Neural Crest - Peripheral Nervous System

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Introduction

Human embryo neural crest cells (stage 11)

The neural crest are bilaterally paired strips of cells arising in the ectoderm at the margins of the neural tube. These cells migrate to many different locations and differentiate into many cell types within the embryo. This means that many different systems (neural, skin, teeth, head, face, heart, adrenal glands, gastrointestinal tract) will also have a contribution fron the neural crest cells.


In the body region, neural crest cells also contribute the peripheral nervous system (both neurons and glia) consisting of sensory ganglia (dorsal root ganglia), sympathetic and parasympathetic ganglia and neural plexuses within specific tissues/organs.


In the head region, neural crest cells migrate into the pharyngeal arches (as shown in movie below) forming ectomesenchyme contributing tissues which in the body region are typically derived from mesoderm (cartilage, bone, and connective tissue).General neural development is also covered in Neural Notes.


Neural Crest Links: Introduction | Lecture - Early Neural | Lecture - Neural Crest Development | Schwann | Adrenal Gland | Melanocyte | Peripheral Nervous System | Enteric Nervous System | Cornea | Cranial Nerves | Cardiac | Nicole Le Douarin | Neural Crest Movies | Abnormalities | Category:Neural Crest

Some Recent Findings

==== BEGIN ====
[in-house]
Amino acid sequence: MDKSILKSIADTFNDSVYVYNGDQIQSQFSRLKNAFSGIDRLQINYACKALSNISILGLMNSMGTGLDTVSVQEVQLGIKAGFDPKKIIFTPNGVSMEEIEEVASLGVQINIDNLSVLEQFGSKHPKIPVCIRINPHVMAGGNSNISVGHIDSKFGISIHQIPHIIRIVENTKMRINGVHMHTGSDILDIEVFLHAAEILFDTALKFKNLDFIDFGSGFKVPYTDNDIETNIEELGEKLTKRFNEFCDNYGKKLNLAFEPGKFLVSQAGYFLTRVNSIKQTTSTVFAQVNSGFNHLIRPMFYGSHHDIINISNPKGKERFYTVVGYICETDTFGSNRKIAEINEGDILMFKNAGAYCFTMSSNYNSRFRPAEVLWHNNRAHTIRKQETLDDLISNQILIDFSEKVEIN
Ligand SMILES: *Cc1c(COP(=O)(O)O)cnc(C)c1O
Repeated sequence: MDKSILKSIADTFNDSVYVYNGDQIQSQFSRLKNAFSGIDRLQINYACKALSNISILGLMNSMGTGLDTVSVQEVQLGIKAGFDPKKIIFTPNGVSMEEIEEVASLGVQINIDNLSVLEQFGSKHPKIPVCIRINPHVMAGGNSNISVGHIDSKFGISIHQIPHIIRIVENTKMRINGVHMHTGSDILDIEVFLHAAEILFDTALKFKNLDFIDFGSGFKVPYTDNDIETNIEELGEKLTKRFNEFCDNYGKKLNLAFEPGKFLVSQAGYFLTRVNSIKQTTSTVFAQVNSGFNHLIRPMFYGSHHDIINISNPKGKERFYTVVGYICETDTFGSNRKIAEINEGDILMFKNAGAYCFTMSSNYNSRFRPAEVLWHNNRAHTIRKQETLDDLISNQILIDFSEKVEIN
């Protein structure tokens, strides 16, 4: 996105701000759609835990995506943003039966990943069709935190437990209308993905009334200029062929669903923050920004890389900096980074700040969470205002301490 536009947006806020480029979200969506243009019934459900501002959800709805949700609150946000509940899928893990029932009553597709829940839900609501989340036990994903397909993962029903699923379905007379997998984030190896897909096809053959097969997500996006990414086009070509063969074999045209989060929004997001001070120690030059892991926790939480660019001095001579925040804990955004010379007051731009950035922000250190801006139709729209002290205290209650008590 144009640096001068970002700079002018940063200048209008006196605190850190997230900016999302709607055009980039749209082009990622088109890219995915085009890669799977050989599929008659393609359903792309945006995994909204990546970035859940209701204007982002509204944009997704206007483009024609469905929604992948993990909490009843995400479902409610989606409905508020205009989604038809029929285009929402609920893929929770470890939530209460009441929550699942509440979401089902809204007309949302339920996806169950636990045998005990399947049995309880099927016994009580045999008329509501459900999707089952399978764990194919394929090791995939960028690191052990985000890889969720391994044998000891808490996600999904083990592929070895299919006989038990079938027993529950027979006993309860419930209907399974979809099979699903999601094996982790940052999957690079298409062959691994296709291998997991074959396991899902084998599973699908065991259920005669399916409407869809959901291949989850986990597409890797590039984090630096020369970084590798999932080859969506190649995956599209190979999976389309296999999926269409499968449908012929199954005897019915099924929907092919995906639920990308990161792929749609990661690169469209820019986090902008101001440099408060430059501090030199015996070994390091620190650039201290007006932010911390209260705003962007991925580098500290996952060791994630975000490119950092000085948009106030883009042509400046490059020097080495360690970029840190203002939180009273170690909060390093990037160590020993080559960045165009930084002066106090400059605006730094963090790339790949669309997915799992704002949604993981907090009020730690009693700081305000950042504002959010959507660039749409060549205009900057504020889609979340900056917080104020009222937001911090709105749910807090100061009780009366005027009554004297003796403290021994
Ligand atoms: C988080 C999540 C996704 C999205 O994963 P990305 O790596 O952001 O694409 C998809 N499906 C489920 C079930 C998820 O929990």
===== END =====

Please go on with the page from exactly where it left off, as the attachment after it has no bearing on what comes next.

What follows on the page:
• Neuronal differentiation in the developing human spinal ganglia[1] "The spatiotemporal developmental pattern of the neural crest cells differentiation towards the first appearance of the neuronal subtypes was investigated in developing human spinal ganglia between the 5th -10th developmental week using immunohistochemistry and immunofluorescence methods. First NF200 (neurofilament-200, likely-myelinated mechanoreceptors) and isolectin-B4 positive neurons (likely-unmyelinated nociceptors) appeared already in the 5/6th developmental week and their number subsequently increased during progression of development. Proportion of NF200 positive cells was higher in the ventral parts of the spinal ganglia than in the dorsal parts, particularly during the 5/6th and 9/10th developmental weeks (Mann-Whitney, p=0.040 and p=0.003). NF200 and IB4 co-localized during the whole investigated period. Calcitonin gene-related peptide (CGRP, nociceptive responses), vanilloid-receptor-1 (VR1, polymodal nociceptors) and calretinin (calcium signalling) cell immunoreactivity first appeared in the 6th and 8th week, respectively, especially in the dorsal parts of the spinal ganglia. VR1 and CGRP co-localized with NF00 during the whole investigated period. Our results indicate the high potential of early differentiated neuronal cells, which slightly decreased with progression of spinal ganglia differentiation. On the contrary, the number of neuronal subtypes displayed increasing differentiation at later developmental stage."